Finding Hope with Jean Webster
About ten years ago, I decided to start a new life on my own. I felt completely alone and had difficulty even doing everyday tasks that were too easy for others. Others seemed to me very skillful in this “work of life.” I felt like a child just learning to walk.
I was prickly like a cactus and patiently waiting to bloom like a cactus. I thought it would happen by itself, that all I had to do was wait. Nothing happened. I wanted to hold on to life, but I did not believe that I had everything necessary for this. I wanted to change, but without getting up… I didn’t even want to think that I should take responsibility for the change.
I didn’t really realize how strong I was. I needed someone to come out and say I was fine, so I kept making up weird illnesses and knocking on doctors’ doors. I was happy when they told me that I had nothing. I felt relieved, as if I had not made up my illness. However, this feeling did not last long. Soon I started to feel bad again. Soon I began to despair again…
Those were the days when I loved cats more than people. Uncertain and dark days when I couldn’t read the news, started to lose faith in my country and the world, and didn’t see a future for myself. I ignored that the root cause of everything was my own disbelief in myself.
One day I knocked on the professor’s door. I told him that I thought I was ill. After examining me, he paternally patted me on the shoulder and suggested that I find a therapist and not come to this hospital again. I was very confused, but I also needed the guidance of an authority figure. The next week I took his advice and started therapy.
So the hospitals were replaced by my therapist’s office. In this small study, decorated with a Monet painting and lotus candles, I soon learned to stand on my own two feet, to believe in myself, and to leave behind many things that gnawed at me. But my therapist wasn’t the only one who told me I was fine. There was another person who said this. That person was the writer Jean Webster, Mark Twain’s second-generation niece.
One day, while browsing bookstores after my therapy was over, I saw Webster’s book, My Favorite Enemy, on one of the “new editions” shelves. I liked the title of the book, I found this little clash meaningful, as someone who had considered himself an enemy for years and finally learned to love himself.
I bought the book right away, without even reading the back cover, went home and started reading over a cup of tea with lemon. From the very first pages, a smile spread across my face, I felt at home. Inside this warm book, written by Webster in 1915, I was at peace and secure with myself.
Your main character didn’t care about the world. It was a young woman with a dizzy head, like an old-fashioned romantic comedy character. She ended up running an orphanage when her only concern was wearing nice clothes. As the book progressed, he dedicated himself to the children in the orphanage and developed into a respectable and helpful person. It was a model character for a woman like me living in her own melancholic bubble.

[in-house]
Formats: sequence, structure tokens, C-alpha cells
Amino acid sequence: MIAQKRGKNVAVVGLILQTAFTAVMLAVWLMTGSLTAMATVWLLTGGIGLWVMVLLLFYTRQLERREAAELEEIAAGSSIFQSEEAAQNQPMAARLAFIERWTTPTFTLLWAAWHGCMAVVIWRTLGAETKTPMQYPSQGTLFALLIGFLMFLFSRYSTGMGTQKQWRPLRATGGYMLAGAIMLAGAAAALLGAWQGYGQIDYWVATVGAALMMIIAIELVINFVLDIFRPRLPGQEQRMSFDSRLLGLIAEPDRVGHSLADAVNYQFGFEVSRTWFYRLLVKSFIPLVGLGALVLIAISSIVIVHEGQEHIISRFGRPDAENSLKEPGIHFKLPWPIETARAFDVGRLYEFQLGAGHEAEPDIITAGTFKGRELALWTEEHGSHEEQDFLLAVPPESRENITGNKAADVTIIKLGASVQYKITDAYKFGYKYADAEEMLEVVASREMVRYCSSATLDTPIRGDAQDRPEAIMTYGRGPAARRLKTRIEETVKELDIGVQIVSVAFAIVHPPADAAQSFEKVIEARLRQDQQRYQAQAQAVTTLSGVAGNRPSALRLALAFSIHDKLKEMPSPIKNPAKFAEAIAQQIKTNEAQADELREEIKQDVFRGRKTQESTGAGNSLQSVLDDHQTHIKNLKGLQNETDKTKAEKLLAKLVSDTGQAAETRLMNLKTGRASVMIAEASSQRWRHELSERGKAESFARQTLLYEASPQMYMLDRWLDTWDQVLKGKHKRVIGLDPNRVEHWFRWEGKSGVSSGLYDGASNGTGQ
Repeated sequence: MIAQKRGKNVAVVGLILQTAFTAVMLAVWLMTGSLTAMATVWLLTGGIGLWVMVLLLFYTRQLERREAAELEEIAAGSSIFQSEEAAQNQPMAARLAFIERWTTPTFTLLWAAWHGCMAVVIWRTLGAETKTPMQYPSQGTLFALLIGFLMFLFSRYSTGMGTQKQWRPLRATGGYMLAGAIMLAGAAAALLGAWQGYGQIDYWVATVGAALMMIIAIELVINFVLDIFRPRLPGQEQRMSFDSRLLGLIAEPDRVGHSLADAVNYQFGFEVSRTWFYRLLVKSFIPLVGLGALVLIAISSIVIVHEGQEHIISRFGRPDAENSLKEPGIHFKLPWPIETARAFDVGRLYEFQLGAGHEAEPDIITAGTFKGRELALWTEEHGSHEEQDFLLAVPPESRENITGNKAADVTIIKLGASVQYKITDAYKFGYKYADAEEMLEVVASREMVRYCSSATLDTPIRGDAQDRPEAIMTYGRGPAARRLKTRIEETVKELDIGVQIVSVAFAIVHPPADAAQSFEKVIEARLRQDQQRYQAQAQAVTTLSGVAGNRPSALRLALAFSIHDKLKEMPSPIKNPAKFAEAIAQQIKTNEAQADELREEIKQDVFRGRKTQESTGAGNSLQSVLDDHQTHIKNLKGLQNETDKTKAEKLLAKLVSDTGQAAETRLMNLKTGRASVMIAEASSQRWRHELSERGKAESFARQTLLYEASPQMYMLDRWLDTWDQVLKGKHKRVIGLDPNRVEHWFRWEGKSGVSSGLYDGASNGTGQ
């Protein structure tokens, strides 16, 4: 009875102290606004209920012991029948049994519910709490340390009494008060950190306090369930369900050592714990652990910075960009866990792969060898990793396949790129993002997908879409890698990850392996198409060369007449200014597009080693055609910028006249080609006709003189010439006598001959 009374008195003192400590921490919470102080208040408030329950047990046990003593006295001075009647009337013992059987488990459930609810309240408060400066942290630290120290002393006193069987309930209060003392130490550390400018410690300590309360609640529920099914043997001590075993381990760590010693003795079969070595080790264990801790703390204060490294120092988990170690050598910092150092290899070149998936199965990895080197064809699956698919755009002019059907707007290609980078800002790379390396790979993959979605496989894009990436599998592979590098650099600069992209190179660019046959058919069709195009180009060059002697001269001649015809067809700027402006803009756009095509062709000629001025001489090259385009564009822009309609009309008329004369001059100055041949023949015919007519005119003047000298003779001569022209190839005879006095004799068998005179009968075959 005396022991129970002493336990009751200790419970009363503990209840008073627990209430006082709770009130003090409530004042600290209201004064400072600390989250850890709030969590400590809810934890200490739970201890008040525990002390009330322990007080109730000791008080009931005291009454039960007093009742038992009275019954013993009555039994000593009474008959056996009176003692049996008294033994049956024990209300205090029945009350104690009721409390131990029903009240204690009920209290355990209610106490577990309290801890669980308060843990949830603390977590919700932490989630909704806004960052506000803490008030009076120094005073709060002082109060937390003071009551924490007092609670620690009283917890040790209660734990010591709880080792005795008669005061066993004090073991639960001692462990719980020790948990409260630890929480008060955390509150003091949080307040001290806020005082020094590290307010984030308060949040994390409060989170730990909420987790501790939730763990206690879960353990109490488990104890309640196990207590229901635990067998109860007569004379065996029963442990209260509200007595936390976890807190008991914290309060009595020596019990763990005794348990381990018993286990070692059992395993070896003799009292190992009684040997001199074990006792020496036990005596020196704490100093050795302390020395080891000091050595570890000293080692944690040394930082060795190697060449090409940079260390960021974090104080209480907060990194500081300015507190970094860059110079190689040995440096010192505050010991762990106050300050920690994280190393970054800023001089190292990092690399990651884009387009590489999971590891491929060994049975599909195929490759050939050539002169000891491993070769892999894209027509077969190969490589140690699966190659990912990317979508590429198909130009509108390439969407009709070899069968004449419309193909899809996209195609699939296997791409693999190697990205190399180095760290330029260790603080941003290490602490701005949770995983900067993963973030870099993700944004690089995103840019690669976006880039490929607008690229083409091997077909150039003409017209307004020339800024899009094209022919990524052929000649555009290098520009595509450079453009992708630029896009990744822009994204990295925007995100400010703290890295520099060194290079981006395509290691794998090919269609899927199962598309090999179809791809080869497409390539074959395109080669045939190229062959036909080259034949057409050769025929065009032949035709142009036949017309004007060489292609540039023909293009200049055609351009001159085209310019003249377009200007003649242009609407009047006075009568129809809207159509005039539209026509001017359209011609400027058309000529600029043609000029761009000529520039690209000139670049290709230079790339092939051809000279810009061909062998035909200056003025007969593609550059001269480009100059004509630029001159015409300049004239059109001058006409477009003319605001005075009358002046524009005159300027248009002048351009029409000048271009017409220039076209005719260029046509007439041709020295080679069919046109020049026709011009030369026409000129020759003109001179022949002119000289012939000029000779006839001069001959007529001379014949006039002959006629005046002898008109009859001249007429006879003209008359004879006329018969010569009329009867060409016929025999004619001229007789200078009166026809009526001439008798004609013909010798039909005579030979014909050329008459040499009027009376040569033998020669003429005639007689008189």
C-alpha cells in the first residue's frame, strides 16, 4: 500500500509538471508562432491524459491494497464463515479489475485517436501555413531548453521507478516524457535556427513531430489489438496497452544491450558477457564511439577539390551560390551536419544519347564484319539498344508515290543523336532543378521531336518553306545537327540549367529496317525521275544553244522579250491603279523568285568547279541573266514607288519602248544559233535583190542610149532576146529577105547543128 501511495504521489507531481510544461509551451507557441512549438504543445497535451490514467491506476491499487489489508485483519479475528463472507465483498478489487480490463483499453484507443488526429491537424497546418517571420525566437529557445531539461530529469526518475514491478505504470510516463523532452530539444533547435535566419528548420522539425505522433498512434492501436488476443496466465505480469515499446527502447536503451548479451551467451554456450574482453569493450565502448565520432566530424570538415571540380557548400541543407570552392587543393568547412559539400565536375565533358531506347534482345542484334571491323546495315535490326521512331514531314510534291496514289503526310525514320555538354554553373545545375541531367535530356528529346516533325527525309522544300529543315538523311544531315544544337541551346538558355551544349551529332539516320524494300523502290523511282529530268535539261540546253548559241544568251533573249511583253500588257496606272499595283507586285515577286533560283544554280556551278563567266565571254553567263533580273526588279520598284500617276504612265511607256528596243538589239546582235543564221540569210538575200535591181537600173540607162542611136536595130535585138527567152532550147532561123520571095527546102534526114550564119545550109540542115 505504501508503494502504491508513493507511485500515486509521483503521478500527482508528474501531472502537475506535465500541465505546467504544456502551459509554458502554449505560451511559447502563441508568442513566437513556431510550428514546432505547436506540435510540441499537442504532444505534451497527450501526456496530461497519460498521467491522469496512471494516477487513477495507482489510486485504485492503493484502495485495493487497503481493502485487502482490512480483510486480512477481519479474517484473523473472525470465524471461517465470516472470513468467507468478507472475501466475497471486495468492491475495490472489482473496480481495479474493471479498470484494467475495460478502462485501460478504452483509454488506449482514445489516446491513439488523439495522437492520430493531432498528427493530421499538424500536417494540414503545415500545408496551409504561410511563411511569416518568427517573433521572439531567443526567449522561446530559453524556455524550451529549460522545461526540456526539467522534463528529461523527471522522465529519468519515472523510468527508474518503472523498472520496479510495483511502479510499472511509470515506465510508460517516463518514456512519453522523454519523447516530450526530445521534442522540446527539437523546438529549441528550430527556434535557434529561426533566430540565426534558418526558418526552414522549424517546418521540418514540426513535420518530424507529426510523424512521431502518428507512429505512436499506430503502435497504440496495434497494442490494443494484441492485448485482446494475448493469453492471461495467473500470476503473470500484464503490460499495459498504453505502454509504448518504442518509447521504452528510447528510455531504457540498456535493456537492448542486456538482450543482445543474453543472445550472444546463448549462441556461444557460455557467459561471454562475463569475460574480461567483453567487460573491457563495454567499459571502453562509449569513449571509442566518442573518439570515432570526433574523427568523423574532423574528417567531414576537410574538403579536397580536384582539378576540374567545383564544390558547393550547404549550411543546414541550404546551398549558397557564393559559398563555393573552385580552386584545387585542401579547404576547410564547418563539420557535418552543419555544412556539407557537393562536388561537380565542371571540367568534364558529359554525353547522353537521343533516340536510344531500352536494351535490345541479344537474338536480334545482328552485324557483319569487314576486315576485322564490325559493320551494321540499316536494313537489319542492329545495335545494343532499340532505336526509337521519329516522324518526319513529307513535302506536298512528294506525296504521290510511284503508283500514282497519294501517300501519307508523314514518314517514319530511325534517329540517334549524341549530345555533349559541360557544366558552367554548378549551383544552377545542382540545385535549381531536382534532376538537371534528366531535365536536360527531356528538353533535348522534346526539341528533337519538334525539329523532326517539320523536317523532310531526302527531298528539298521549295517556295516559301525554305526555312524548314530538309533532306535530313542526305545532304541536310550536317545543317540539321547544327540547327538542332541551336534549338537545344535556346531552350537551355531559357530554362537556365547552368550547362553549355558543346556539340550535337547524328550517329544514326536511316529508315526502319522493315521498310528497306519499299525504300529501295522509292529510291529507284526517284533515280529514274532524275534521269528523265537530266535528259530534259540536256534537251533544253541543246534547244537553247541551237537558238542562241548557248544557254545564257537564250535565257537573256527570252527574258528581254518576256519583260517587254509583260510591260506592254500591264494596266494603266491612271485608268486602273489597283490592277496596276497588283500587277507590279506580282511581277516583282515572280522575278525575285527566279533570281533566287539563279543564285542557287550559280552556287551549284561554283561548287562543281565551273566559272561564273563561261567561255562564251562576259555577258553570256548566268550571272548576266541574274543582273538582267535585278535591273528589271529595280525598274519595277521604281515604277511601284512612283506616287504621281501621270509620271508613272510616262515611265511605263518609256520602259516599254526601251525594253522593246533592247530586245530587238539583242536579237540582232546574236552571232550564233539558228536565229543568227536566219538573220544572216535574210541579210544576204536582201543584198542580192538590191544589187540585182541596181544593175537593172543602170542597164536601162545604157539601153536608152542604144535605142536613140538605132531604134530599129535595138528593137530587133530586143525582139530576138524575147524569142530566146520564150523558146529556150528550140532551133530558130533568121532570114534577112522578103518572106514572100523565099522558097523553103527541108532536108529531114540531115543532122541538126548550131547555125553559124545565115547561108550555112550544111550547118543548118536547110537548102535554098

When I finished the book, I had mixed feelings. The happiness of reading one of the most beautiful novels in the world, the surprise of being filled with human love again after a few dark months of loving cats more than people, and the shame of how isolated I was from society… Naturally, I wanted that to do something. Be useful. I don’t know why, but this little book, written almost a hundred years ago, made me believe in my country and the world again.
Since then, every year I started doing small favors in my own way. And for animals, and for people … I felt good more than anyone else. After all, there’s nothing better than being kind to someone else, right? But later I realized that this is not enough.
I also had other responsibilities. The most important of these was to give up my terrible passion for individuality, which was one of the things that consumed me in the first place, both in my thoughts and in my letters and in my heart, and begin to turn my face towards society. I may never be as comfortable in society as I am in my own solitude, but I can try. Instead of looking at my own life, I could expand my horizons and finally realize how big the world is and how small I am.
Ten years have passed and I have changed a lot. There are two reasons why I am writing these lines today. First, of course, I want everyone to read Jean Webster’s wonderful book, My Dear Enemy. Secondly, in these difficult days when it is very easy to give up, I will tell you: “Please keep trying! Don’t lose faith! Don’t lose hope!” I mean.
Besides, I think I still like cats a little more than people!
You may be interested in: The Girl Who Loves Books: At Maçka Park with Virginia Woolf
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